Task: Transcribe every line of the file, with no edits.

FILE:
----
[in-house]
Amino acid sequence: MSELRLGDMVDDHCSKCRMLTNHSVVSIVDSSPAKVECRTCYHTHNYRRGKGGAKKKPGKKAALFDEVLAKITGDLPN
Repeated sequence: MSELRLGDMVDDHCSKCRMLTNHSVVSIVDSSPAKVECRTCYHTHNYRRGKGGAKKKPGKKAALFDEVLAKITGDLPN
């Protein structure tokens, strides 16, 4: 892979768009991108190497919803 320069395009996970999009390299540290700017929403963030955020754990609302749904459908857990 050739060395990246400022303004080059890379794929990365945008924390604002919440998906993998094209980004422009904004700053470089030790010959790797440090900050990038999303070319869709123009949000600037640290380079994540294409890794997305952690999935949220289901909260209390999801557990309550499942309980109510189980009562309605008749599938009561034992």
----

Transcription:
[in-house]
Amino acid sequence: MSELRLGDMVDDHCSKCRMLTNHSVVSIVDSSPAKVECRTCYHTHNYRRGKGGAKKKPGKKAALFDEVLAKITGDLPN
Repeated sequence: MSELRLGDMVDDHCSKCRMLTNHSVVSIVDSSPAKVECRTCYHTHNYRRGKGGAKKKPGKKAALFDEVLAKITGDLPN
């Protein structure tokens, strides 16, 4: 892979768009991108190497919803 320069395009996970999009390299540290700017929403963030955020754990609302749904459908857990 050739060395990246400022303004080059890379794929990365945008924390604002919440998906993998094209980004422009904004700053470089030790010959790797440090900050990038999303070319869709123009949000600037640290380079994540294409890794997305952690999935949220289901909260209390999801557990309550499942309980109510189980009562309605008749599938009561034992």